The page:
At the hearing Thursday afternoon, it was clear that the three major California electric utilities, Pacific Gas & Electric Company (PG&E), Southern California Edison Company (SCE) and San Diego Gas and Electric Company (SDG&E), were fighting an uphill battle. While the Proposed Decision had been a setback in many areas, utility representatives primarily focused their arguments on three issues: (1) the Proposed Decision’s implementation of a cost cap of 2.2¢/kWh; (2) its treatment of Legacy UOG; and (3) its mechanism for truing-up costs. The first of these issues, the cost cap, is seen by the utilities to be particularly unjust because, at least for one of the utilities, costs in the PCIA already exceed the proposed cap. As the utilities argued, financing of overmarket costs would be even more burdensome if the utilities were accruing undercollections “from day one.”

By contrast, CCA representatives pointed out that the Proposed Decision is “balanced and makes sense,” and moves California toward an outcome where the utilities’ portfolios will match their bundled service customers’ load. The CCAs encouraged the Commission to keep the existing paradigm for a couple of years (while changing components of the present PCIA) and to create staggered auctions of existing utility contracts over the 2020-2021 time frame.

Although Commission President Picker and Commissioners Peterman and Rechtschaffen had specific questions for the participants, the Commissioners generally listened to the arguments without comment; thus, it is difficult to know the extent to which they might have concerns about the Proposed Decision as it is written. However, President Picker appeared to be particularly skeptical about the auction proposal, wondering whether it was workable and whether entities would be interested in buying those contracts. The CCAs explained that there would be a range of buyers for utility contracts, including CCAs, direct access (DA) providers, and other market participants, such as municipal utilities. If the power seller counterparties to those contracts opposed an assignment to other buyers, the utilities could create back-to-back contracts, mirroring the provisions in the underlying PPAs, to sell power from specific facilities to other market participants.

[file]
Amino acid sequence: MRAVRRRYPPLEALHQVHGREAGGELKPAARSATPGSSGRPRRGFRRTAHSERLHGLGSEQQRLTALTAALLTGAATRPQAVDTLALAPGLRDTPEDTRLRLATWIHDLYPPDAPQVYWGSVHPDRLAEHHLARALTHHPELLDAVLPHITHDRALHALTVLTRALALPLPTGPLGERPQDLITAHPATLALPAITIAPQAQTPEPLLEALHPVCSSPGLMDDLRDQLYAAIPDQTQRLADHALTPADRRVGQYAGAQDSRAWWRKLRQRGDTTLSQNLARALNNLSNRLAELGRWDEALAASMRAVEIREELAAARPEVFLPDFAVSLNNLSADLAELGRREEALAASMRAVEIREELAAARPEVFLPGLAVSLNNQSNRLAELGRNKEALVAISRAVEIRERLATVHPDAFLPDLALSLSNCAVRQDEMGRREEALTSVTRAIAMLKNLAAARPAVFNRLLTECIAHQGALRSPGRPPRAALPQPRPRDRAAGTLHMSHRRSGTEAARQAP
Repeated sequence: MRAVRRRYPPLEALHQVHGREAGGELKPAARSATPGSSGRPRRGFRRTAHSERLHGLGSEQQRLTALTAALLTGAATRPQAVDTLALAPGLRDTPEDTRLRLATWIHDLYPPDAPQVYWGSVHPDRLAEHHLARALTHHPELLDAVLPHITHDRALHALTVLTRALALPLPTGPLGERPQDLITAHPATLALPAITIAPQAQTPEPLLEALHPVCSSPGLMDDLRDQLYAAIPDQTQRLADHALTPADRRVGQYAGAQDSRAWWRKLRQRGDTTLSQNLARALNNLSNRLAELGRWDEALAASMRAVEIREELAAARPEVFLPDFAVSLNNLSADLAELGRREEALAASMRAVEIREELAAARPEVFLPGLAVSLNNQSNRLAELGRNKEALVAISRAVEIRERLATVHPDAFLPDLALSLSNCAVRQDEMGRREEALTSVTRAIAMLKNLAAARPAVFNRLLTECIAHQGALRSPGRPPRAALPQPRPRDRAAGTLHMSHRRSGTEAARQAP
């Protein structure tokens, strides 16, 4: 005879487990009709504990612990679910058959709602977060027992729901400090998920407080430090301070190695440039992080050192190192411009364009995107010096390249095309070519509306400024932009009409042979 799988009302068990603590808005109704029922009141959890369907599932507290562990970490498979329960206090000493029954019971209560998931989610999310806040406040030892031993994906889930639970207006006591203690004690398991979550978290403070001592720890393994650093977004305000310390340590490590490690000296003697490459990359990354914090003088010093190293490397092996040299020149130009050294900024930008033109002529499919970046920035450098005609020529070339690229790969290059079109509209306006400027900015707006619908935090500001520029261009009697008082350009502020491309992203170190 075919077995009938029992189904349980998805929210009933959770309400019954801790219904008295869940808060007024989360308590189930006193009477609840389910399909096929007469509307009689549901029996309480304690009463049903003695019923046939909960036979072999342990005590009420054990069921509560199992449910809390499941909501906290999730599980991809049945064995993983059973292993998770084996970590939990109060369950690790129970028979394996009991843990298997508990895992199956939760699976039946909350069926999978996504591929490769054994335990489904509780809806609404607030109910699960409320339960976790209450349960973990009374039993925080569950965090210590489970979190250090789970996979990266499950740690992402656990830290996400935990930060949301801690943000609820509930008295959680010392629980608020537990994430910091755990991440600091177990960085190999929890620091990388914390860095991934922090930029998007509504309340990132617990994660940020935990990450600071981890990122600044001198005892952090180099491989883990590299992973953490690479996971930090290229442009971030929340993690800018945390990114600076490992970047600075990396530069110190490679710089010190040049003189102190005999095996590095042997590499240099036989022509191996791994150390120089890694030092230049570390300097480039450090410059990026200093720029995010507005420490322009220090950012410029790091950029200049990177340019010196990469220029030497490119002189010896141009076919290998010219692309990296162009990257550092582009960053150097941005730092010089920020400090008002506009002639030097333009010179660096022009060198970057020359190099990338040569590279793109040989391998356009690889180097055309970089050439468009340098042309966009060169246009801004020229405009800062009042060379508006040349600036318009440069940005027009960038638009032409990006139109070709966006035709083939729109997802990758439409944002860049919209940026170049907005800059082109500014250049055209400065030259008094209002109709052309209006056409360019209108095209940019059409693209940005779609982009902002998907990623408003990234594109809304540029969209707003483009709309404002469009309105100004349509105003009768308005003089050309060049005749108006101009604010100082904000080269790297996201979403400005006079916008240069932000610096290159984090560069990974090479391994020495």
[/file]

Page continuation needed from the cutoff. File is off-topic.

The Proposed Decision was praised and criticized by a range of other parties, including consumer advocates (for both small and large customers), DA advocates, proponents of retail energy, and an organization representing utility employees.

At the conclusion of the argument, it appeared that the utilities and others raised enough concerns to get some traction with the Commission, particularly on the issues of Legacy UOG, the PCIA collar, and the ability of entities to prepay PCIA obligations. Commissioner Peterman will be scheduling an all-party meeting during the next few weeks where the Proposed Decision will be addressed at length, and she stated that those specific issues, among others, would be addressed at that time.

While there is no guarantee that the Commission’s final decision on at least some of the issues will be identical to the Proposed Decision, it is clear that the Commission recognizes the importance of advancing community choice in California and ensuring that the growth of CCAs is not hampered by an inequitable PCIA.